Maps take each item in the list and map it to a new value. Our map function will include its own iterator that we’ll use to decompose the text into a Vector. The line url.to_string().clone(), the .clone() part is key, since the URL will “live” only as long as the function. If we’re building a list that will outlive the function, we can’t keep a reference to the original string; we’ll need a clone of it. In plain words, once the function is done, all the variables in it will be dropped. (They won’t be around anymore.) If the item we’re returning is depending on those values, it will be returning something that doesn’t exist anymore. We deal with this by explicitly cloning each item into our return value.

Since the construction of each link is the same, we’ll simply split it into a sub list when we see a “<” or a “>” and then take the third item of that list. In most programming languages, the first item in a list is always item 0, so the [2] indicates we’re taking the third item. We do this by collecting the list into a Vector of string slices (<Vec<&str>>), taking [2] and then trimming any white space.

After the filter and map, we’ll then collect this clean list into a Vector of Strings.

Putting it All Together

Let’s use our functions we created. In our main () function, we’ll add three lines of code:

The first line creates a URL with the inputs above. The second line creates a variable games, which will be a Vector (list) of the game day links for that URL.

The dbg! macro will show us what games looks like when we run the program.

We’ve just built a simple utility that turns an arbitrary URL into a list of links we can use. While that may not seem like much, we did it using a systems programming language. In the next piece, we’ll extend this further and show off some off Rust’s more powerful features, including parallel processing.

Closing Thoughts

Rust claims to be a language that empowers everyone to build reliable, efficient software. I can only speak for myself, but Rust has truly empowered me to build things I never thought I could, both baseball and non-baseball related. My hope is you’ll take the time to give a Rust a try, even if you’re a non-programmer, or coming from the JavaScript, Python, Ruby or R communities.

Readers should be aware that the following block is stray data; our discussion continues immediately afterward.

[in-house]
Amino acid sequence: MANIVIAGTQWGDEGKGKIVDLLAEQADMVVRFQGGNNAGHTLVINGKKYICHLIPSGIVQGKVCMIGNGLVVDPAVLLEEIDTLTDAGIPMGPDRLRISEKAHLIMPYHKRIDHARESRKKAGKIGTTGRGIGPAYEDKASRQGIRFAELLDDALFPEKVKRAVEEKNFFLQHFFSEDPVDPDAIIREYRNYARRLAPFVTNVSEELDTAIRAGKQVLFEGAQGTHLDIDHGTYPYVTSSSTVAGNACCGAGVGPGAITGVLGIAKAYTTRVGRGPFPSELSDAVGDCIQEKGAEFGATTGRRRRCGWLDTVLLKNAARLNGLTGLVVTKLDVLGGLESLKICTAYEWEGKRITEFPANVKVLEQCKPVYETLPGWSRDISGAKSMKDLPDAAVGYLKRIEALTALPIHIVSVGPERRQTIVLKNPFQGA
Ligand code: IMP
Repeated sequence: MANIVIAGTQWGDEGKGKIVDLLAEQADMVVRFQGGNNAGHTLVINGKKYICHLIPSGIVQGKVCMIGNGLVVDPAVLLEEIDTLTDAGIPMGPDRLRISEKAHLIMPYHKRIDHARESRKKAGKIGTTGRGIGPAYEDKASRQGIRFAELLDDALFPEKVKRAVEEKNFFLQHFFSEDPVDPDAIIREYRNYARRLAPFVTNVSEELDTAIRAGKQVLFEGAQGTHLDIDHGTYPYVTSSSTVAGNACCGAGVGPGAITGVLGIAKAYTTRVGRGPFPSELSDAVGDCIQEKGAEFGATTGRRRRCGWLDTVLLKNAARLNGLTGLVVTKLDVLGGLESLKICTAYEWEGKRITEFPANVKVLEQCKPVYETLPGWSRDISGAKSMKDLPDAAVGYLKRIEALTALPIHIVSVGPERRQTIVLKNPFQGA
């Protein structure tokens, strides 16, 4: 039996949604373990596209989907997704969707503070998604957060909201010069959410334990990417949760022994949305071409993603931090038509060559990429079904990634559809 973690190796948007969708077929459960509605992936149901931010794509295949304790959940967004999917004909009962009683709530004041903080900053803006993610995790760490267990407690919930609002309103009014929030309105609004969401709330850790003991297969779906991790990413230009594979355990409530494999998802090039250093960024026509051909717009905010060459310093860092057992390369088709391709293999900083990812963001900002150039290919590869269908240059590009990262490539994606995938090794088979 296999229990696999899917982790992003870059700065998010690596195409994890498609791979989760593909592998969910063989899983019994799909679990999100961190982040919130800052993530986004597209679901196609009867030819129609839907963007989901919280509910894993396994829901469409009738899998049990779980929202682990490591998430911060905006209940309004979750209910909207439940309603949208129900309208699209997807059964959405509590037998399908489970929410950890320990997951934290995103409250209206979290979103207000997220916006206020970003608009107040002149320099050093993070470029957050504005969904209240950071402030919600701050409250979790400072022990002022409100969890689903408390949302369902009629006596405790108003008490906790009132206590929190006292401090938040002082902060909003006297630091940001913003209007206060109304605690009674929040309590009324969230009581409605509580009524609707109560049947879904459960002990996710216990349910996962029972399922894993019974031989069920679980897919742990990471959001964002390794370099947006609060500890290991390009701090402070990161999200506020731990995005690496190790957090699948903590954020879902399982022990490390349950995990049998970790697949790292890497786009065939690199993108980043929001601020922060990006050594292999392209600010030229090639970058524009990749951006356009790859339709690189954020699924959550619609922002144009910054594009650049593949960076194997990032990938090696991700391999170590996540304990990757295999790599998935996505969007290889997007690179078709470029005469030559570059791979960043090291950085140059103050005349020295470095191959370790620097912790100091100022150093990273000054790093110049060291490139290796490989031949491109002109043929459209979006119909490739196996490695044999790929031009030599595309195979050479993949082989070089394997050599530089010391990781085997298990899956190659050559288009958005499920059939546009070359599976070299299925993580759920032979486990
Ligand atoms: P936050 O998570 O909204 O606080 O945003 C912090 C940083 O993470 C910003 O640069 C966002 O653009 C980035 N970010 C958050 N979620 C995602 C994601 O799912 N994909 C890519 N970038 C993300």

If you’re interested in getting started, begin with The Rust Book — make sure to read it twice. I highly recommend Exercism, once you’re ready to start trying out some code. Exercism was key for me in getting up and running. It’s 100% free and maintained by the various language communities. You’ll get more out of it in Mentor mode.

We’ve only scratched the surface of what Rust is and what it can do. Today, we introduced some core concepts and a little code. Part 2 will dive deeper into code, including parallel computation, as well as demonstrate some powerful, expressive features of the Rust language.

References & Resources

Eli Ben-Porat is a Senior Manager of Reporting & Analytics for Rogers Communications. The views and opinions expressed herein are his own. He builds data visualizations in Tableau, and builds baseball data in Rust. Follow him on Twitter @EliBenPorat, however you may be subjected to (polite) Canadian politics.
Newest Most Voted
Inline Feedbacks
View all comments
D.K. Willardsonmember
4 years ago

Really great stuff, thanks!

I need to add another language like I need a hole in the head…but I’m in

4 years ago

You might be my favorite FG/THT contributor these days. As modelling the game heads towards more process-based inputs, it’s equally important to discuss the process by which our analysts both aggregate data and query said data. You and Podhorzer are the only two that really bring us under the hood with proper context.